One of the biggest problems I have for my non-fiction material with this time-travel malarky is photos. Being commissioned to write a piece in January for the May issue isn’t a problem, but taking photos in January means they’ll look like they were taken in January. Pictures editors tend not to want images of snow for their May issues.
This means, if I’m looking to offer an editor a complete words-and-picture package, I often have to think twelve months in advance, rather than six. In some ways, this can be useful, because I can take the photos and then spend a couple of months developing an idea, before pitching to an editor. The downside to that is I might think of an interesting angle to this idea, and then realise I haven’t got quite the right photos.
Magazines will commission features a year in advance too, so if you have an opportunity to attend an annual event, it’s worth pitching the idea before you go, enquiring if the magazine is interested in the piece for the following year’s issue. Last December, The People’s Friend sent me on a press trip to Lincoln’s Christmas Market, which is the biggest in the UK and one of largest in Europe. They needed me to go to the 2015 event so that I could experience it and take suitable photos. But my article won’t be used until this coming Christmas period.
It’s tempting to think working a year in advance is relaxing, because there’s no rush to get the text written. I find it’s best to get pieces written while everything is fresh in my mind. There’s something about writing Christmassy pieces when you’re in the festive spirit. I wrote the first draft of my Christmas Market piece as soon as I returned home, when Radio 2 was playing Christmas pop songs and carols, and the seasonal decorations were up at home and in the shops. These visual and aural stimuli enabled me to put more of the festive atmosphere into the piece.
Wendy finds she simply blocks out what’s happening in the world around her when writing her short stories. ‘Once I start writing, I get so immersed in my stories that even if it is blazing hot sunshine outside, in my head it’s still snowing!’
Although magazines like their features and stories to reflect the issue they appear in, sometimes it can be useful taking a step back. Instead of thinking about a specific time-event, try broadening your idea’s background or theme to a whole season.
‘The thing to take into account,’ Wendy recommends, ‘when writing a story around a particular seasonal celebration, such as Christmas or Valentine’s Day, is that the magazines will be receiving hundreds of stories on the same subject. These stories will only be published in one or maybe two issues around that time and that reduces the number of stories that will be accepted. General seasonal ones, such as winter or summer, are better as you have a window of several months, but non-seasonal stories will fit in anywhere and at any time, and you won’t be directly competing with other writers, including the magazines’ regulars.’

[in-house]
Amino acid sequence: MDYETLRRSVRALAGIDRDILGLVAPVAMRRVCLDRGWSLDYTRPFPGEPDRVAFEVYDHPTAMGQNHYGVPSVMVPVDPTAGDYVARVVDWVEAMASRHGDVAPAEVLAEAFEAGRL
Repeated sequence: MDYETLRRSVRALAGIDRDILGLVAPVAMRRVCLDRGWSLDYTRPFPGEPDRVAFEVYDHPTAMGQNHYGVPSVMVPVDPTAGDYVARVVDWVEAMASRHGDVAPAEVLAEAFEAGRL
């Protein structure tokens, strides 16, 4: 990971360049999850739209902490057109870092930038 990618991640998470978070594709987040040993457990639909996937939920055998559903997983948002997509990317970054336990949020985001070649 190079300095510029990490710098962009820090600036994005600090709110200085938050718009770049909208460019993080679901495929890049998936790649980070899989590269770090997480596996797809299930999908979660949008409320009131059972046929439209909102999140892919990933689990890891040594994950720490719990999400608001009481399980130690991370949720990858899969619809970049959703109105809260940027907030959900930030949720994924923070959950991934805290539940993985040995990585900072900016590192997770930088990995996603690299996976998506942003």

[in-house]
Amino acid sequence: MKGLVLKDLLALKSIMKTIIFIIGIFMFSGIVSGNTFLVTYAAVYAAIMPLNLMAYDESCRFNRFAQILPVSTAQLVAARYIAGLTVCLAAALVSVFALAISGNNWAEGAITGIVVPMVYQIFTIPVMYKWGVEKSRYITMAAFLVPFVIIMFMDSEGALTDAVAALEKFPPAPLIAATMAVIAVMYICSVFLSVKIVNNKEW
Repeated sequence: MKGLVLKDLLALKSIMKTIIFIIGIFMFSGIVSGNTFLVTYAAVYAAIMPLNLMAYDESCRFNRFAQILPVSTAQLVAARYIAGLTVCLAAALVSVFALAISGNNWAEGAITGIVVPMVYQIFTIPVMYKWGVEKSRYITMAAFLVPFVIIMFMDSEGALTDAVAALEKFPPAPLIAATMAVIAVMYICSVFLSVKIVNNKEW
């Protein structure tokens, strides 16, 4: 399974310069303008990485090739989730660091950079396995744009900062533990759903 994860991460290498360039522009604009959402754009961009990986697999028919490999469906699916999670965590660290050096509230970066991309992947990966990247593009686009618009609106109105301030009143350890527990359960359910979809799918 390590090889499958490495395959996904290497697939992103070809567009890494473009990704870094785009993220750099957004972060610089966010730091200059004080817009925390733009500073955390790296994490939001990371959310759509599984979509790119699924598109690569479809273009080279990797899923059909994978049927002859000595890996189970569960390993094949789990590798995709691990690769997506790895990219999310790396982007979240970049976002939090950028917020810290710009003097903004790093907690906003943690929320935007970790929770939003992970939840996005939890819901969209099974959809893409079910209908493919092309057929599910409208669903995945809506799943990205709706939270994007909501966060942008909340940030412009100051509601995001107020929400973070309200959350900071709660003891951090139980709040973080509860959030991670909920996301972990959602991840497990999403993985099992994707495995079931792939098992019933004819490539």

Rejection at this stage still offers opportunities though. If you can sprinkle a little time-travelling magic onto it a new opportunity may arise, as Wendy discovered. ‘I’ve never rewritten a story in a different season, but I have changed a Valentine story into an anniversary one when I ran out of submission time.’
So becoming a published writer isn’t just about having the right ideas, and sending them to the right markets. It’s also necessary to follow in the footsteps, or the Tardis trail, of Dr Who and do a little time travelling too. Submitting our work and ideas at the right time can influence our chances of success. This business of writing does mean living a topsy-turvy life at times, but that’s what makes it fun. Oh, and as it’s summer, I wish you all a Merry Christmas!
Business Directory – Seasonal Tips
Wendy Clarke: ‘Don’t force a seasonal story. If you don’t feel like writing Christmas stories in summer, or holiday romances when it’s snowing, then don’t. Write your Christmas stories in the winter and hold on to them for a few months before submitting for the following Christmas.’
Simon Whaley: ‘Photos are great for generating ideas, both for articles and stories. I include some with my article pitches, so editors know I have suitable seasonal images available. When it comes to fiction, photos help me set a scene, and remind me of seasonal differences. A family Christmas photo not only illustrates our day, but captures the decorations we put up, the Christmas cards received, the festive nibbles on the table, the drinks in our glasses, the Christmas cracker hats on our heads, and the elderly relative asleep in the corner (usually me)!’
© Simon Whaley